Academic journal article Journal of Corporation Law

"Natural" Foods: Inherently Confusing

Academic journal article Journal of Corporation Law

"Natural" Foods: Inherently Confusing

Article excerpt

  I. INTRODUCTION  II. BACKGROUND: RULES AND REGULATIONS GOVERNING FOOD LABELING      A. The Rise of "Natural " in the Food Industry      B. The History of Governing Federal Laws and the FDA's Authority      C. The USDA's Meat and Poultry "Natural" Standards III. ANALYSIS: HOW AGENCIES, CORPORATIONS, AND COURTS APPROACH THE      "NATURAL" PROBLEM      A. The FDA's Approach to "Natural"      B. The USDA's Approach to "Natural"      C. Food Corporations' Approaches to "Natural"      D. The Hormel Court's Approach to "Natural"      E. The Judiciary's Approach to "Natural"  IV. RECOMMENDATION      A. "Natural" Should Mean "Natural"      B. "Natural" is a Privilege, Not a Right   V. CONCLUSION 

I. INTRODUCTION

Tortilla chips, orange juice, soda, and ice cream: not only are they some of America's most popular, satisfying, calorie-laden foods, but these packaged products have another thing in common: a "natural" label. (1) Tortilla chips do not simply grow out of the ground or sprout from tree branches, so what exactly is a "natural" tortilla chip? Does the label mean the tortilla chips are made from fresh, locally grown ingredients? Does it mean that the chips do not contain any artificial ingredients or flavorings? Or, does it mean that the tortilla chips do not contain any processed or genetically modified ingredients? No matter the specifics, the label must mean that the tortilla chips are healthy, right? Many consumers are asking similar questions; unfortunately, it is currently impossible to find definitive answers.

This Note explores the use of "natural" in the food industry and the problems surrounding the term. Part II of this Note examines the rules and regulations that govern food labeling in the United States and the agencies that oversee "natural" labels. Part III explores the varying approaches that entities use to define the term "natural." The FDA and USDA have not followed the necessary administrative procedures to issue a final rule regarding "natural," which has led to numerous class action lawsuits against corporations that use the term. Courts face the challenge of identifying the appropriate uses of "natural" labels, which in turn has created inconsistencies among states. These inconsistencies burden courts and corporations that use the undefined term. Part III also examines a recent case, Hormel Foods Corp. v. USDA, which illustrates the uncertainties and complications surrounding corporations' uses of "natural" labels.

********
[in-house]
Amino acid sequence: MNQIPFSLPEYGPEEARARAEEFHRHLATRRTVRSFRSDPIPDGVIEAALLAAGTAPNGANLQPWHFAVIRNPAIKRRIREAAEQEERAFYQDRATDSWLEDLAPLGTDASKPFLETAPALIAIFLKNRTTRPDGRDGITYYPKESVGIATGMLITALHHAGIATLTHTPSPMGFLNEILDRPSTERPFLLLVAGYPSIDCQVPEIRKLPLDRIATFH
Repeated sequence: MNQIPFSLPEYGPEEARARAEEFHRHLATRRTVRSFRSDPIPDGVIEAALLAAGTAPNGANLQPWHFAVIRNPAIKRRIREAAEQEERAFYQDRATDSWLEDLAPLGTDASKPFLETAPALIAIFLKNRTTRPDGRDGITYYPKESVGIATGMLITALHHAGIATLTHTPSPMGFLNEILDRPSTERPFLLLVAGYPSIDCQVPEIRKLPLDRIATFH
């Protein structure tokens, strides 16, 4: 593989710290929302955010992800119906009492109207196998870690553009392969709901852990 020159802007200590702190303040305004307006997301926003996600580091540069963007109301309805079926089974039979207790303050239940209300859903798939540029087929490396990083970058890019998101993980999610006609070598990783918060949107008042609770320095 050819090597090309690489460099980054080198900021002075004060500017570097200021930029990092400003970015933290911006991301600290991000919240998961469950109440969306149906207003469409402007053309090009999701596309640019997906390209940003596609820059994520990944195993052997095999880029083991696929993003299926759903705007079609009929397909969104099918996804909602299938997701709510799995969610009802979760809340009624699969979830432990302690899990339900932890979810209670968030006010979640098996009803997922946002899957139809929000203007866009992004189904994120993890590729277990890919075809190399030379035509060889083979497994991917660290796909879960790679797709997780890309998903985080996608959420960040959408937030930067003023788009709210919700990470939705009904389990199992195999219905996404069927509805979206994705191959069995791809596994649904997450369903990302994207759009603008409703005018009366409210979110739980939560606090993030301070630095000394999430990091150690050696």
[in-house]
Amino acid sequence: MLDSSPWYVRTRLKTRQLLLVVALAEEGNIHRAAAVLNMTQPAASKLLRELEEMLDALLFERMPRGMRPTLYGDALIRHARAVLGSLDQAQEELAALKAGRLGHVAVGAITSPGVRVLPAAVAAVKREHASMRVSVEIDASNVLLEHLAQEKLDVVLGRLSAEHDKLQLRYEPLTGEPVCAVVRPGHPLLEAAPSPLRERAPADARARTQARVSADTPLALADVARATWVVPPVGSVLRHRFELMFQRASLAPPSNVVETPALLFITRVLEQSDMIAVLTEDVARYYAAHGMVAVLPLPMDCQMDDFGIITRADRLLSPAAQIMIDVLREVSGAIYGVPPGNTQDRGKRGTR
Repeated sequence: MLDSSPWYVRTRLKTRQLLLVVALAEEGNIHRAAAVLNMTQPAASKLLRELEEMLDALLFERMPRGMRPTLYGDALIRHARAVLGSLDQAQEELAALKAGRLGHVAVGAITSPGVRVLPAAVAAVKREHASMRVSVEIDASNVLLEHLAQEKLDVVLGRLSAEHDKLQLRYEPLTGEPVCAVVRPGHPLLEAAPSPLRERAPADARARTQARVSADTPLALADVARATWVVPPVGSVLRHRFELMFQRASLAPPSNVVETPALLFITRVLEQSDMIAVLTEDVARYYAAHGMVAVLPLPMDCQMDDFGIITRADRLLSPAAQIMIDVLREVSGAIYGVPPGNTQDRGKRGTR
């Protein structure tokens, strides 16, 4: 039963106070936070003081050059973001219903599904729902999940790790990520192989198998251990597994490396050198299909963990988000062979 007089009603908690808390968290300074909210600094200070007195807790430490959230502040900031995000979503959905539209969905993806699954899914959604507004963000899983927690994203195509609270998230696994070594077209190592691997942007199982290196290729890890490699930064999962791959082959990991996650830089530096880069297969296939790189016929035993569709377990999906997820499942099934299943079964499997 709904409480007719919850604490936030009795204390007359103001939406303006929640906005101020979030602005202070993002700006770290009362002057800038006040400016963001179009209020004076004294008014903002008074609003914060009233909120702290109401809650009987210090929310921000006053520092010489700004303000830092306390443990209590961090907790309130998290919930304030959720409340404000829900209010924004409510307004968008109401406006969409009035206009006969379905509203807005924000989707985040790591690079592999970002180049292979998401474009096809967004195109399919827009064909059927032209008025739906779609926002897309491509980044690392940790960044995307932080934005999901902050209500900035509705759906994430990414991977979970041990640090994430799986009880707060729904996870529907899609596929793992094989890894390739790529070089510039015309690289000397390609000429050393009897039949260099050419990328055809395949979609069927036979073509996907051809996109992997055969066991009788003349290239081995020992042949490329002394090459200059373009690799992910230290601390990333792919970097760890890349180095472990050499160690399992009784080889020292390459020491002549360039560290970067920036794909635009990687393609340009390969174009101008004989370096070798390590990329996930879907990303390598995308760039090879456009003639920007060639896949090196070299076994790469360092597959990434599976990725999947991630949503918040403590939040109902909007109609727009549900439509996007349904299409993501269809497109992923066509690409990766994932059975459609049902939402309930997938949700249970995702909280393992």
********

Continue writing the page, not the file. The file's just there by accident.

Part IV argues that the USDA and FDA must take final agency action to define "natural." The agencies should define "natural" narrowly, in accordance with the regular, everyday meaning of the word. Defining the term in accordance with the common understanding of "natural" will reduce consumer confusion and increase the reliability of the claimed natural qualities of "natural" products. Part IV explores what a narrow meaning will mean for corporations that want to use the "natural" label and the incentives it will produce that ultimately benefit consumers.

II. BACKGROUND: RULES AND REGULATIONS GOVERNING FOOD LABELING

Multiple laws and regulations govern food labeling in the United States: the Federal Food, Drug, and Cosmetic Act, (2) the Nutrition and Labeling Education Act, (3) and the Federal Meat Inspection Act. (4) Additionally, multiple agencies oversee the nation's food production and food labeling. The Food and Drug Administration (FDA) is responsible for "[protecting the public health by assuring that foods ... are safe, wholesome, sanitary and properly labeled." (5) The Food Safety and Inspection Service (FSIS) is an agency within the United States Department of Agriculture (USDA) that is "responsible for ensuring that the nation's commercial supply of meat, poultry, and egg products is safe, wholesome, and correctly labeled and packaged." (6) The FDA and USDA are agencies with delegated power to issue rules regarding the appropriate use of "natural" labels. …

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